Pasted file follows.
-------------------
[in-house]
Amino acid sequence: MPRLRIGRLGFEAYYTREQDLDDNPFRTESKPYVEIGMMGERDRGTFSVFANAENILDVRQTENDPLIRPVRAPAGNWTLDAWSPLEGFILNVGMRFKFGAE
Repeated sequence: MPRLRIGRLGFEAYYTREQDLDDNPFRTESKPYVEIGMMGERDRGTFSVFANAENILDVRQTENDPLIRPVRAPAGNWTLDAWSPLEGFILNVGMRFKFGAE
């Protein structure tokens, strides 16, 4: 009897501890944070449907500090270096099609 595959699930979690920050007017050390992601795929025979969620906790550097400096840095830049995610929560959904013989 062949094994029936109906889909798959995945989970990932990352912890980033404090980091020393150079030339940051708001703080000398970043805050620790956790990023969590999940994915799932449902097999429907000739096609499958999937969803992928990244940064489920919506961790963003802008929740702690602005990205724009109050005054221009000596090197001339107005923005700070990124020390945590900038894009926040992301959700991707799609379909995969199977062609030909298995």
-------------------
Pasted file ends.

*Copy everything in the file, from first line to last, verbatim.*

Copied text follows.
[in-house]
Amino acid sequence: MPRLRIGRLGFEAYYTREQDLDDNPFRTESKPYVEIGMMGERDRGTFSVFANAENILDVRQTENDPLIRPVRAPAGNWTLDAWSPLEGFILNVGMRFKFGAE
Repeated sequence: MPRLRIGRLGFEAYYTREQDLDDNPFRTESKPYVEIGMMGERDRGTFSVFANAENILDVRQTENDPLIRPVRAPAGNWTLDAWSPLEGFILNVGMRFKFGAE
């Protein structure tokens, strides 16, 4: 009897501890944070449907500090270096099609 595959699930979690920050007017050390992601795929025979969620906790550097400096840095830049995610929560959904013989 062949094994029936109906889909798959995945989970990932990352912890980033404090980091020393150079030339940051708001703080000398970043805050620790956790990023969590999940994915799932449902097999429907000739096609499958999937969803992928990244940064489920919506961790963003802008929740702690602005990205724009109050005054221009000596090197001339107005923005700070990124020390945590900038894009926040992301959700991707799609379909995969199977062609030909298995």